Malcolm was headed south on the next leg of the Tour Mont Blanc (TMB), while Rob was taking the bus to here, Le Châble, to get a jump on the climb I'll take tomorrow, to Cabane du Mont Fort. He only has a week, so he wants to stay in the mountains.
Because, I suppose, I've left the TMB, the numbers of hikers are way down. With the exception of two trekkers just entering Champex as I was leaving, I didn't see another all day, at least along the trail. While I was having a beer (OK, two -- I was re-hydrating) this afternoon, a couple I'd last seen at the Fenêtre d'Arpette (the fellow had taken my picture) walked into the café. Seems we're on the same itinerary.
The day began as the others have, with clear skies and warm temperatures. (I have a report that this will continue through Friday.) I strolled through town, which seems to be doing very well, thank you, with a number of nice-looking resort hotels and another being built right in the center. There is a lake, with paddleboats, rowboats, and canoes for rent -- and fishing, as evidenced by the fishermen this morning. It's a small lake, though, so I wonder how many fish there are.
At the edge of town, I plunged down a steep, if not killer, path which alternately crossed and followed the old road to Champex (there was an interpretive sign). Soon the path moderated and I began to see views to the east, from above Osières, up the Val d'Entremont. Absolutely gorgeous! At the head of the valley is the famous pass of St. Bernard and flanking it are the Grand Combin massif and Mt. Vélan, on the Italian border. The sunbeams, the glistening snow, the green pastures: it all made me glad I wasn't carrying a film camera.
The guidebook's directions were very useful, but I got a bit confused above Sembrancher, at St. Jean. I tried the path to the right, then the one to the left, hitting gates on both, and never seeing the chapel, which was hidden in the trees at the top of the bluff. No road to it that I could see. Rather than return to the junction for the third option, I went through the gate, and down the meadow, where I saw a pedestrian sign. I followed that down to a wide path, which came from that third option. It was straightforward from there.
Sembrancher is a nice little town -- I made a circle of it, to the amusement of some street-hangers-out -- and headed out. The path went on roads past houses (one man was mounting his horse for an afternoon's ride with his friendly dog), the power station, and out into fields of corn along the La Dranse de Bagnes, draining the next valley on my journey. From there, I climbed through woods, around a ridge-edge, and back down to the river, where I learned what Kev, in the guidebook, described as "working Switzerland." I'd thought he was referring to the views of roads and farms (and sunbeams and greenness) from the ridge along the La Dranse d'Entremont.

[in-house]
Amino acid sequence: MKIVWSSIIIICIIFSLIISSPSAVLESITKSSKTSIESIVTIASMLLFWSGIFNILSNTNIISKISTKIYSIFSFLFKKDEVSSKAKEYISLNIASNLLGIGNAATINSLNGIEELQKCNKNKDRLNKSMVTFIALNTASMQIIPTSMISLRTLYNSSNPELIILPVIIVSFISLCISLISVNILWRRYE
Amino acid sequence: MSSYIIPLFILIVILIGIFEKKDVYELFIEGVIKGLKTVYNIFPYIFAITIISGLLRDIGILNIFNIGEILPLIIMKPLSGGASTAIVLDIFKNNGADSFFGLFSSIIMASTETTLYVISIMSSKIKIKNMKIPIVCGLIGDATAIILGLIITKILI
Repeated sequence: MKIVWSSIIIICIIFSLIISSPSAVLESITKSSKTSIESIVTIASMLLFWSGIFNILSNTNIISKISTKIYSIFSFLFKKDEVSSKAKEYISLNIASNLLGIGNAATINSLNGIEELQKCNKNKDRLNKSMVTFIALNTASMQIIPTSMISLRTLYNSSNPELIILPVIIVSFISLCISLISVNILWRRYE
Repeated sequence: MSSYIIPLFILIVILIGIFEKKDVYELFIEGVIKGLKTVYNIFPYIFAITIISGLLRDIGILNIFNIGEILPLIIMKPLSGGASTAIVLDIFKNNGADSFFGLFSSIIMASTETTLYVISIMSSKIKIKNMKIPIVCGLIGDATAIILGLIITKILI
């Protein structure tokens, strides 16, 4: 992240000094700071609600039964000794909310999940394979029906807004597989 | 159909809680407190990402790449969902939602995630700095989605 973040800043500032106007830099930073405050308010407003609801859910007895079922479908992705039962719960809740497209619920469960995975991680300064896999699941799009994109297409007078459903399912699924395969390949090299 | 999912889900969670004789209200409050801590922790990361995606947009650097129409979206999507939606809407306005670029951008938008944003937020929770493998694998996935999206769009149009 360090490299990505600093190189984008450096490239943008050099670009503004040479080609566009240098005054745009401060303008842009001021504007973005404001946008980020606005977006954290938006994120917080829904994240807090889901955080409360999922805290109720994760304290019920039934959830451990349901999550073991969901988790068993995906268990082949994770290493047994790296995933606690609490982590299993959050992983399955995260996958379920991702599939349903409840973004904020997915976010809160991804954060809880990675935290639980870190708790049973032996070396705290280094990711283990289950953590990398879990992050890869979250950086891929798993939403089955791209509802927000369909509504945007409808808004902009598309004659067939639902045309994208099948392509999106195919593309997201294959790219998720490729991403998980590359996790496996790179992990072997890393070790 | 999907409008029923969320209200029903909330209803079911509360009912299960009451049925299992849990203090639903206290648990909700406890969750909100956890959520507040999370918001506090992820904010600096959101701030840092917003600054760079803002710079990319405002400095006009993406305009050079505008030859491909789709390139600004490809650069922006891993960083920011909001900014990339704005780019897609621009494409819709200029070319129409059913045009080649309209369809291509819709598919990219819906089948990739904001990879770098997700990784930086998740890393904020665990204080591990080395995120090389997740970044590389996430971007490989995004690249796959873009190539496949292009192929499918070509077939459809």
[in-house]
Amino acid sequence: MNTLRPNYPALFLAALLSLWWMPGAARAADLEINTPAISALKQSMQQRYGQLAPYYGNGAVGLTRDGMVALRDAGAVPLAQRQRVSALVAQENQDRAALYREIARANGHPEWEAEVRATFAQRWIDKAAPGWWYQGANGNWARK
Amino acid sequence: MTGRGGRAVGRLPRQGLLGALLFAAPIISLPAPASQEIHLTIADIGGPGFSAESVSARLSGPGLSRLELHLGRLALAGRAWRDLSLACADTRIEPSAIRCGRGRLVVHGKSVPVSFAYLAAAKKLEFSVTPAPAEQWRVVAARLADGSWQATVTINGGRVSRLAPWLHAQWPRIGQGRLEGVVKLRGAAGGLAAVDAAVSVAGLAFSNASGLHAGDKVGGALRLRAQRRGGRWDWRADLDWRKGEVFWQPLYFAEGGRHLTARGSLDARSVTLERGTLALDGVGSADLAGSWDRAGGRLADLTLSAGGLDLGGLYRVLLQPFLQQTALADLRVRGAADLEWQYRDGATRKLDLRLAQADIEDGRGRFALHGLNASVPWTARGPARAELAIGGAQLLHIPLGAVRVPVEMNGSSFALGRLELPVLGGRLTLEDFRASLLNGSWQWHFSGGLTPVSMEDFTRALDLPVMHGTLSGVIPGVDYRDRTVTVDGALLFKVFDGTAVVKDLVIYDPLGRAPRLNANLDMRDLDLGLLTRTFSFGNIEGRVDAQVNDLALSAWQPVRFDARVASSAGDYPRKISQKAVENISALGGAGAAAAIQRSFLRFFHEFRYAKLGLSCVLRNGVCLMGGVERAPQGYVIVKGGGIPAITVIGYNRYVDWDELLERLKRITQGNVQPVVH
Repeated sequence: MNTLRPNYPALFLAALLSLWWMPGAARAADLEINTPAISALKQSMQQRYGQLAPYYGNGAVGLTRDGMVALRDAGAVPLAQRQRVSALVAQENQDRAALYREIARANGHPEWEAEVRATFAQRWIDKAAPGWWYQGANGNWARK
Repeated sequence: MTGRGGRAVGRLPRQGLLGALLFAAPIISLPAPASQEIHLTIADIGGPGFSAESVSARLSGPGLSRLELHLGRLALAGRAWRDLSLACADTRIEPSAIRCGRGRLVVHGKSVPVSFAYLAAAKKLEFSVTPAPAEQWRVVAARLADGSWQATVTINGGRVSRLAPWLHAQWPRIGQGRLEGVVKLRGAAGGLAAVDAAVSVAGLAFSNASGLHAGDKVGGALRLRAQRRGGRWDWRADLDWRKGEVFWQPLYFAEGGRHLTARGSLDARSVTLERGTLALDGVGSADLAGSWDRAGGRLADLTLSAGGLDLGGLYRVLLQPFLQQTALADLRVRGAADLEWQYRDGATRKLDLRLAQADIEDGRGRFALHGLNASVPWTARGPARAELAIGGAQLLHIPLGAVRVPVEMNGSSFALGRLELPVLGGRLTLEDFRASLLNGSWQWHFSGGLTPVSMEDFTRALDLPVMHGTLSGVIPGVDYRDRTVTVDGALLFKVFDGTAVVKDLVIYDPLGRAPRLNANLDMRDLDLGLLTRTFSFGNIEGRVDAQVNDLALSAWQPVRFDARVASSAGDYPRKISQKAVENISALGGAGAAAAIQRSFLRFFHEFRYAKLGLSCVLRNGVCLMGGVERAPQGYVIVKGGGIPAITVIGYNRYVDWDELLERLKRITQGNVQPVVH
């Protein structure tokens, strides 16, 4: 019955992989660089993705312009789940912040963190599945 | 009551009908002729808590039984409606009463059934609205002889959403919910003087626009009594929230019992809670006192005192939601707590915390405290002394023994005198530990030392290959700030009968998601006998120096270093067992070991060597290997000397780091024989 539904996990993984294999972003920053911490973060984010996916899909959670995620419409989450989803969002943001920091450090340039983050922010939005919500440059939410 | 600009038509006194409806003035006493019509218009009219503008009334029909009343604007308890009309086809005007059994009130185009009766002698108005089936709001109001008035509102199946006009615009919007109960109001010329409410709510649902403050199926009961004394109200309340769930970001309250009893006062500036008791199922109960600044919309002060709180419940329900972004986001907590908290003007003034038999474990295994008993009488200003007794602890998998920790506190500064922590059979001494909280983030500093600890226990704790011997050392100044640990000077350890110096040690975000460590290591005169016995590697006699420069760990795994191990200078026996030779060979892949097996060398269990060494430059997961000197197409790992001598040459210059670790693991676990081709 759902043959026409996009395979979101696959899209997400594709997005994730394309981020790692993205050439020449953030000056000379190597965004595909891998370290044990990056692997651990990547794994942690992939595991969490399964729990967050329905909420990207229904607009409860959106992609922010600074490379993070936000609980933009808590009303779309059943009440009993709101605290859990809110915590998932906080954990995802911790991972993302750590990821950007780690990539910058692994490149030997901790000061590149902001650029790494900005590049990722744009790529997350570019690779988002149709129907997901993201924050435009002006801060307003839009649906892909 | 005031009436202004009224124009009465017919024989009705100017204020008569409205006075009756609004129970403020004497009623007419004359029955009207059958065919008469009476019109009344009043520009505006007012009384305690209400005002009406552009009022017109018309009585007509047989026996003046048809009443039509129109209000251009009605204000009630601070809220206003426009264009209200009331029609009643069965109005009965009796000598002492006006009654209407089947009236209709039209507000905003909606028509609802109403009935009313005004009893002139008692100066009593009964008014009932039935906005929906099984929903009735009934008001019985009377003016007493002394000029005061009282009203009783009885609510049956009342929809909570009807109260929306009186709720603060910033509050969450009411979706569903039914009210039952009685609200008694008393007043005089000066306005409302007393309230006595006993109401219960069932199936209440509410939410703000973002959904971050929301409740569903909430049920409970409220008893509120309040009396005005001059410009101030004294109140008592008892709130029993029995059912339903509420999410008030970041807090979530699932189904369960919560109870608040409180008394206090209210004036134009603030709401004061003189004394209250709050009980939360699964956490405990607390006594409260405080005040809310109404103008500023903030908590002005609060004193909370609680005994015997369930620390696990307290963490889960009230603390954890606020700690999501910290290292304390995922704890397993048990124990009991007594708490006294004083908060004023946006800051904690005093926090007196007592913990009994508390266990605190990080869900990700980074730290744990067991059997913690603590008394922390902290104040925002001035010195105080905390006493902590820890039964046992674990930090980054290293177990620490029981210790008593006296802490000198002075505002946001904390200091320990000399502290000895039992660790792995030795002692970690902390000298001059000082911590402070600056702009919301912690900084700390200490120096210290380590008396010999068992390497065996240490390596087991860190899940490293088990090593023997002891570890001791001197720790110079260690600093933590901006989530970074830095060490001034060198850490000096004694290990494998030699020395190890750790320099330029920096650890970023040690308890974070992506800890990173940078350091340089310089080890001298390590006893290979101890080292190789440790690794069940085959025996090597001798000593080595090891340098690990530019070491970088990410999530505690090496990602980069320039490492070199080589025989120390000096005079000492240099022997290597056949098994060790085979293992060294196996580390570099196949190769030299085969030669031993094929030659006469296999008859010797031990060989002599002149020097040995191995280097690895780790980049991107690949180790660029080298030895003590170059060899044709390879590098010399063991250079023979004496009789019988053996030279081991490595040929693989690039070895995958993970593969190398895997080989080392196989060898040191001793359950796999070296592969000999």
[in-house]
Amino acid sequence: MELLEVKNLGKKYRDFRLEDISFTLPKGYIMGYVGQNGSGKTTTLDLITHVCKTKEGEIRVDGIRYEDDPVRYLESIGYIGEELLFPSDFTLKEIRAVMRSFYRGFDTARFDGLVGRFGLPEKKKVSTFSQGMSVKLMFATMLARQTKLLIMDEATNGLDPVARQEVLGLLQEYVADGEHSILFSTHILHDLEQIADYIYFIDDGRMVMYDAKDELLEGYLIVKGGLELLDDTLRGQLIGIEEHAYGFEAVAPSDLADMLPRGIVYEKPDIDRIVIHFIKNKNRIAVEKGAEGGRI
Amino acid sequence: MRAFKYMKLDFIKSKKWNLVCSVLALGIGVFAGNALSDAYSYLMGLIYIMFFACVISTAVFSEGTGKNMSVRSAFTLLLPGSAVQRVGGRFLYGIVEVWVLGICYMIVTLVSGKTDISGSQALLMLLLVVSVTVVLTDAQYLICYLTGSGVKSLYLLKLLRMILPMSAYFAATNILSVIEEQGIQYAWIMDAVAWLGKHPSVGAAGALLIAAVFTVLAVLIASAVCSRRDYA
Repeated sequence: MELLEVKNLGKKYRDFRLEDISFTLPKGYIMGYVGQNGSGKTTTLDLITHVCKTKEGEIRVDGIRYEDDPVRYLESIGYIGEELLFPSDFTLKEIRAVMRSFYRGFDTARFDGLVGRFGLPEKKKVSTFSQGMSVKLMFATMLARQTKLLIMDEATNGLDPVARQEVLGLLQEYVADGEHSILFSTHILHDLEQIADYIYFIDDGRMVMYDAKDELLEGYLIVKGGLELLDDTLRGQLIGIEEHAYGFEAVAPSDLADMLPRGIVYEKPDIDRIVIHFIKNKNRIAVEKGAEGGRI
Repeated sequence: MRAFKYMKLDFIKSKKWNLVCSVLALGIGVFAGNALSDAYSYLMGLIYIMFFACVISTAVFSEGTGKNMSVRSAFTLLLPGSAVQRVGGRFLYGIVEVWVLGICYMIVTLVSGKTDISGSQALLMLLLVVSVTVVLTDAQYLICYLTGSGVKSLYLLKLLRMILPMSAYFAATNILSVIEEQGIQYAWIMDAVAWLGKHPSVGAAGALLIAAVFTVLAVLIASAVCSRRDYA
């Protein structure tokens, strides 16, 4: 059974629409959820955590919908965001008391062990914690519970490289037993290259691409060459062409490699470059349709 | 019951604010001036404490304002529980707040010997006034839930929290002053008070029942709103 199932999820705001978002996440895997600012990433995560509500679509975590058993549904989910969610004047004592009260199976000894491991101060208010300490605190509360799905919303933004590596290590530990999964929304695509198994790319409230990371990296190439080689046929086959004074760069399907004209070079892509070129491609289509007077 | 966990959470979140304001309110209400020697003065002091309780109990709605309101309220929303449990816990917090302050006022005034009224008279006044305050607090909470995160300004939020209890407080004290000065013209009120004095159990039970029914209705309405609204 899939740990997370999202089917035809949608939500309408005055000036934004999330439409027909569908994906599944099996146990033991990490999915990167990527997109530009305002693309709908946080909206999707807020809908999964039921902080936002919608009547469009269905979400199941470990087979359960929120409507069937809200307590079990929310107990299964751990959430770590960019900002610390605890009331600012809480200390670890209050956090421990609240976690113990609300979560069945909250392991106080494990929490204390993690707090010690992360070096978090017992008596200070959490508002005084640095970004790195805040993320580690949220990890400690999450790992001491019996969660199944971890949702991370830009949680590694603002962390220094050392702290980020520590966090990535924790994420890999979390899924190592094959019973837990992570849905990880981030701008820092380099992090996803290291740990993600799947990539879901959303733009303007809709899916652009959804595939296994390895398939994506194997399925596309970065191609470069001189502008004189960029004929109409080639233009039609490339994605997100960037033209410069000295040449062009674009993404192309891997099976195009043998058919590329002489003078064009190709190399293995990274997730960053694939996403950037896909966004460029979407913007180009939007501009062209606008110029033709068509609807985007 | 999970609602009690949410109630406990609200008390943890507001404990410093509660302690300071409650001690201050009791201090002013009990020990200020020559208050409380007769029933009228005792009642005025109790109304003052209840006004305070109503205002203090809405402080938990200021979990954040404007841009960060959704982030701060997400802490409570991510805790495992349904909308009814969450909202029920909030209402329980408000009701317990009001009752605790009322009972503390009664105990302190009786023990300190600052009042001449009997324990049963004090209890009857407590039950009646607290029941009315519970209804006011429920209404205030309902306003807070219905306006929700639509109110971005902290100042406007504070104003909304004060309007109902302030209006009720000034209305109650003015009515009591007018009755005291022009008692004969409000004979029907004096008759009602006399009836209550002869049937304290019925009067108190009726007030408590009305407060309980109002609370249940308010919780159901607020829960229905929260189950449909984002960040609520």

No, he meant this -- and I have to agree, it was interesting. As I walked along the river to Le Châble, I passed a small logging landing, in the river bottom; a road expansion, again, into the river; a gravel pit, partially converted into a large dirt bike track; a municipal composting operation; and several other operations that I couldn't sort out. Accompanying these were a series of big display boards describing the various demographic, economic, and political aspects of Switzerland's regions. Why along this road, on which I saw nothing moving? I don't know.
I have a large room in the hotel, so I dried out my clothes, took a shower, and am charging up the electronics, as the next two nights are in mountain huts. As the day was easy, I had time to wander around town, too, and replenished my Swiss franks (do mountain huts take VISA?) and enter a grocery store to buy some fruit, bread, and cheese -- another milestone.
I had a superb dinner at a very nice and expensive) restaurant up the hill a ways. There weren't a lot of people eating there, so it was quiet and I got to use the no smoking section (there isn't always one). I had a big, varied salad and a wonderful entrée of a bunch of little perch fillets, wonderfully cooked and seasoned, on a bed of vegetables, including cooked potato wrapped in cabbage.
At this point, the wheels began to come off the cart of good feelings. I returned to the hotel to find it locked and empty. Ringing did not work. I looked, the only lights on in the whole building were in my room. I thought to call and easily found a phone both that would take a VISA, but there was no phone book -- all of my such information was locked in the room, of course. So, I went next door to Max and Milly's B&B, where I heard English spoken earlier. The guy there (was it Max? If so: Thanks, Max.) knew the people who ran my hotel and even had their mobile number (since no one answered at the hotel). Only a few minutes later, the owner showed up and let me in. The door was supposed to be left open.
Phew! Still a bit crabby, I entered my room and noticed that my PDA was still charging, which was strange because it was nearly done a couple of hours earlier. When I unhooked it and tried it out, it wouldn't come on. Damn!
I have a lot of information I use on the card in the PDA and am recording much of the information about the trip on it, as well, not to mention writing these posts up each night. While the PDA isn't essential, like a rain coat and hiking boots are, it is important.
My previous annoyance, once diminished, now returned. Fortunately, I brought paper backup for writing and was pretty sure I could remember where I'd planned to stay by referring to the guide book. Still, it was annoying.
Sept. 10 from Hotel du Giétroz, Le Châble, Switzerland: map, 821m; accum. 48 km, 2657m gain, 2873m loss (2694'; accum. 21.7 mi, 8717', 9426')
Updated for spelling, links, and photos on 10/30.